IgG antibodies from patients with bullous pemphigoid bind to fusion proteins encoded by BPAg1 cDNA.

Journal Article (Journal Article)

Bullous pemphigoid (BP) is an autoimmune blistering skin disease characterized in part by the presence of circulating and tissue-bound IgG antibodies directed against the epidermal basement membrane zone. IgG from over 95% of patients with BP have been shown to immunoprecipitate a 230-kD epidermal protein, BPAg1, which has been cloned and sequenced. Although sera from almost all patients with BP react with the 230-kD BP antigen the specific epitope(s) of BPAg1 that IgG binds is not known. We have generated fusion proteins from the 230-kD BP antigen cDNA and analyzed sera from patients with BP for binding to these fusion proteins by immunoblot. Sera from 21 of 30 (70%) patients with BP reacted with FP3A (amino acid 873-1193) compared to four of 13 (30%) normal subjects (p < 0.02). Sera from 10 of 30 (33%) patients reacted with FP7 (AA1623-1812) and to FP3 (AA1003-1193), compared to one of 22 (5%) and 0 of 19 (0%) controls, respectively. No significant reactivity was noted against two other fusion proteins (FP6, FP9). Twenty-four of 30 (80%) patients with BP reacted to at least one of three fusion proteins (FP3, FP3A, FP7) compared to three of 11 (27%) of the control subjects (p < 0.003). Fusion proteins FP3, FP3A, and FP7 are at the amino- or carboxyl-terminal regions of the putative central alpha-helical coiled-coil rod domain of BPAg1, which has been postulated to be involved in the self-aggregation of BPAg1. These findings demonstrate that patients with bullous pemphigoid react with multiple regions of BPAg1 and suggest that part of the pathologic consequences of these auto-antibodies in patients with bullous pemphigoid may be by the disruption of the normal self-aggregation of the BPAg1.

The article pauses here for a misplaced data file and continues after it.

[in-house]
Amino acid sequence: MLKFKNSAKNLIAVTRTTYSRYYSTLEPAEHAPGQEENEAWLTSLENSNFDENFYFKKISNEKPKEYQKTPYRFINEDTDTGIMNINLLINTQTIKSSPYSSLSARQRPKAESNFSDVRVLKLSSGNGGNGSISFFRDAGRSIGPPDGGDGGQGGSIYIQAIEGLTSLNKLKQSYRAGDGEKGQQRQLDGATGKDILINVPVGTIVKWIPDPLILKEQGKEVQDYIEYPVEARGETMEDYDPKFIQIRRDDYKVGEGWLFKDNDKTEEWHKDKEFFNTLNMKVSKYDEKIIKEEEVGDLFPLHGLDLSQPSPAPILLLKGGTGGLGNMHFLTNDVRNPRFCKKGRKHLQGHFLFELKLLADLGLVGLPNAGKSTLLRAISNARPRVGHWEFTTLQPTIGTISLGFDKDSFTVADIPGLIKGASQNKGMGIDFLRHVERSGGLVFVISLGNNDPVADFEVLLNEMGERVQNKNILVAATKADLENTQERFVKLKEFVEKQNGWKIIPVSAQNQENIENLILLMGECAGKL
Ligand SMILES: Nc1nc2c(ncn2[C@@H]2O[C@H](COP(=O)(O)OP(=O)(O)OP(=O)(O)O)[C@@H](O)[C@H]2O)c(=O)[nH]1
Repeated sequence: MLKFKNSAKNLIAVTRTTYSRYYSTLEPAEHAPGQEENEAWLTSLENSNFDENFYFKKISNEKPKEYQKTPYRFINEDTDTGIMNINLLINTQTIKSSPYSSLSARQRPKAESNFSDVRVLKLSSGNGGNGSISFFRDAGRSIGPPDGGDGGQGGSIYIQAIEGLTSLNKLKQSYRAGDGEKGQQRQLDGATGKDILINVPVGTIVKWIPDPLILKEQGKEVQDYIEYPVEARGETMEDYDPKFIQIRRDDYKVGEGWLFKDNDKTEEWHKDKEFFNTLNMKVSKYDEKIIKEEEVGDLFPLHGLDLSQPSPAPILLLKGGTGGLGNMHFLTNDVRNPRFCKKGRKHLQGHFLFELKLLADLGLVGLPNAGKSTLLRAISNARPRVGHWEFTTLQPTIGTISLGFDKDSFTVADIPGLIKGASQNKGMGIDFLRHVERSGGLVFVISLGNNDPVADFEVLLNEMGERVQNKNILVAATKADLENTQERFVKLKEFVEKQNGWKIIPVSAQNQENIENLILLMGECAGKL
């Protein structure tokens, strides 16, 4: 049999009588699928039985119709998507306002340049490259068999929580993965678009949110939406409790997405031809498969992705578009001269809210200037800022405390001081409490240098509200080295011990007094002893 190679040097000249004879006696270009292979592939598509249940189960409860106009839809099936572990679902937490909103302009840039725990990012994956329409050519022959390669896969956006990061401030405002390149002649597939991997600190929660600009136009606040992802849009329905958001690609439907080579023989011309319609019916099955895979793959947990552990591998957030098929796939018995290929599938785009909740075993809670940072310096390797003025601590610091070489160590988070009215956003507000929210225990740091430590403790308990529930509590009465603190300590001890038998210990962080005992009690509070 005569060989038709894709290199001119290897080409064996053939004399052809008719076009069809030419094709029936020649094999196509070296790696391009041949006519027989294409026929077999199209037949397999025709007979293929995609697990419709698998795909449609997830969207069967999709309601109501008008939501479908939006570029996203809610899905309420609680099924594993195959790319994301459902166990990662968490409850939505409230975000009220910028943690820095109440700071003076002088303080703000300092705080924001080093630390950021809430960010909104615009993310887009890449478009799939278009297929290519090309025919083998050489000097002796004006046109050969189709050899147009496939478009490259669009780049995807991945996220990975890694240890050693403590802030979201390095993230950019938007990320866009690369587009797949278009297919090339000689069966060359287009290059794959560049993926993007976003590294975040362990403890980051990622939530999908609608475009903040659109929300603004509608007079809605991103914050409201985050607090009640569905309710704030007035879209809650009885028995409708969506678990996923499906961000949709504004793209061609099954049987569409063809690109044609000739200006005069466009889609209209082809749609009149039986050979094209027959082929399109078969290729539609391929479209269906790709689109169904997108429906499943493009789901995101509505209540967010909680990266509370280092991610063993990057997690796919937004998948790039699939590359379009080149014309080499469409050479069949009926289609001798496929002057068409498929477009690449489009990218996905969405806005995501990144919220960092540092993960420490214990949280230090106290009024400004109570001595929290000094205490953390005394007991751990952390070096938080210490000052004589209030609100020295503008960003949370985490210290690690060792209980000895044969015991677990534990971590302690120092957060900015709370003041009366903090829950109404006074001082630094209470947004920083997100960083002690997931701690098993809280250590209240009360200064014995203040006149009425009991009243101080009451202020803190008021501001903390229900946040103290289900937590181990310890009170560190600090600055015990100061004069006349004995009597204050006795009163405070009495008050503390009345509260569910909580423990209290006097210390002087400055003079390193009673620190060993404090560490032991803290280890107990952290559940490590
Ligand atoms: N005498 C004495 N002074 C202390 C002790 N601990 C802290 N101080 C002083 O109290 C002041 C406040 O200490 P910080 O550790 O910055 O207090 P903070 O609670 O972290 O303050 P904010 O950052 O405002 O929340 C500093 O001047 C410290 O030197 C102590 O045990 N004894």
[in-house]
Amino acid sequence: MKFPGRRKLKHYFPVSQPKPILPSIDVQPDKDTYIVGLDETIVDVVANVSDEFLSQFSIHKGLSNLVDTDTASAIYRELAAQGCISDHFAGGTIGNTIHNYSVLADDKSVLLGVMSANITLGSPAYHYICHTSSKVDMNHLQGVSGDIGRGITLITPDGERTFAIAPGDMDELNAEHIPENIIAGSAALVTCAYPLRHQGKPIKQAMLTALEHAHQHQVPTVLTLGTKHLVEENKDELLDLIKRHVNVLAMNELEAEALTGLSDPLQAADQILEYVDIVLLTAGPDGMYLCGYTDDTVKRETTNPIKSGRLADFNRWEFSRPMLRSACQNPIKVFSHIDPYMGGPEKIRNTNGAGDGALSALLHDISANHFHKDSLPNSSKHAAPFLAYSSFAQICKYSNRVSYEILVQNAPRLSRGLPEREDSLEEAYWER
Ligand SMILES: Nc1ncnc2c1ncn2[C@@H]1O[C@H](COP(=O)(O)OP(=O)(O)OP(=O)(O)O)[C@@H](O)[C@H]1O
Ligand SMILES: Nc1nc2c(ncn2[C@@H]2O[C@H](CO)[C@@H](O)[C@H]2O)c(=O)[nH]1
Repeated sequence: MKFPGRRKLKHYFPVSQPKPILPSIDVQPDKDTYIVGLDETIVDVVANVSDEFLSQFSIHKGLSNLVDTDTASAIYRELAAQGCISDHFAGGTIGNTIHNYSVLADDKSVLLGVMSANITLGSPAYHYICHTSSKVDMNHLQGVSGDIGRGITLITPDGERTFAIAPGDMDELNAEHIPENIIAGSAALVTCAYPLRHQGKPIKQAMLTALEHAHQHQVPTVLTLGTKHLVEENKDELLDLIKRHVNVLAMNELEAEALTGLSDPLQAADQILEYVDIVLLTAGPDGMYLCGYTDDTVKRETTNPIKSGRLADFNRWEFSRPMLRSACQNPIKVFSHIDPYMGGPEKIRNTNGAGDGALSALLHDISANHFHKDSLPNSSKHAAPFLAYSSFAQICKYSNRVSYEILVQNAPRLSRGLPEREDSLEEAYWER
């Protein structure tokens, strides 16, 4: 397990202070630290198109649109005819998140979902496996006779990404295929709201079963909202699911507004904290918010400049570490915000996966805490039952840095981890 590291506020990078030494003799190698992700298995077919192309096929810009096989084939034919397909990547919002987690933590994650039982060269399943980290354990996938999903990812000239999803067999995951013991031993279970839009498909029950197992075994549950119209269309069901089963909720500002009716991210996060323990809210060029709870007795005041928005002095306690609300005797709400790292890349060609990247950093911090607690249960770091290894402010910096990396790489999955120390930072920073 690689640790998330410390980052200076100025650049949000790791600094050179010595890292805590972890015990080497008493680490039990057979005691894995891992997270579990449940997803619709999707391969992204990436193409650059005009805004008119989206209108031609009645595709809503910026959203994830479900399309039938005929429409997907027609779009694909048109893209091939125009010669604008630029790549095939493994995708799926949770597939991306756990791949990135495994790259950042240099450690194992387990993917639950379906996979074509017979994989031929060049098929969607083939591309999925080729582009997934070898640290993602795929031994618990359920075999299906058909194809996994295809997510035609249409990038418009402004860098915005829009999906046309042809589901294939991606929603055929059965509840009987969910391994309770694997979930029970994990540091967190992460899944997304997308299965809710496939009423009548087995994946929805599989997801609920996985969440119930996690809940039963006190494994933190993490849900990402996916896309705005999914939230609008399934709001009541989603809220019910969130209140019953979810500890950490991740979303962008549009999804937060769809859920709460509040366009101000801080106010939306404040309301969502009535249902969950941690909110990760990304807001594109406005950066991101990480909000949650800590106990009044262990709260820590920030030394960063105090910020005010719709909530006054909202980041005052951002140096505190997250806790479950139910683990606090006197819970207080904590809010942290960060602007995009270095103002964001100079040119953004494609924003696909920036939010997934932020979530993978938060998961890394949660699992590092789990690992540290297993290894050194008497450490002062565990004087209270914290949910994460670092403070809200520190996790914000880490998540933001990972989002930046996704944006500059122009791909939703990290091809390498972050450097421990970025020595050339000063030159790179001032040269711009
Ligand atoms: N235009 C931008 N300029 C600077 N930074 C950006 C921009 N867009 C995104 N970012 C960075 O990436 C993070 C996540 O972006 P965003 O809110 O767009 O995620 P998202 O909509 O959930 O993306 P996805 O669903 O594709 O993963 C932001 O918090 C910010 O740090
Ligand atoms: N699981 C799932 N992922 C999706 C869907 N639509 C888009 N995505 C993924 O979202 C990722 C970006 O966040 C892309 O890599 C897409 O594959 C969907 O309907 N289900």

Full Text

Duke Authors

Cited Authors

  • Miller, JE; Rico, MJ; Hall, RP

Published Date

  • December 1993

Published In

Volume / Issue

  • 101 / 6

Start / End Page

  • 779 - 782

PubMed ID

  • 7504025

International Standard Serial Number (ISSN)

  • 0022-202X

Digital Object Identifier (DOI)

  • 10.1111/1523-1747.ep12371694


  • eng

Conference Location

  • United States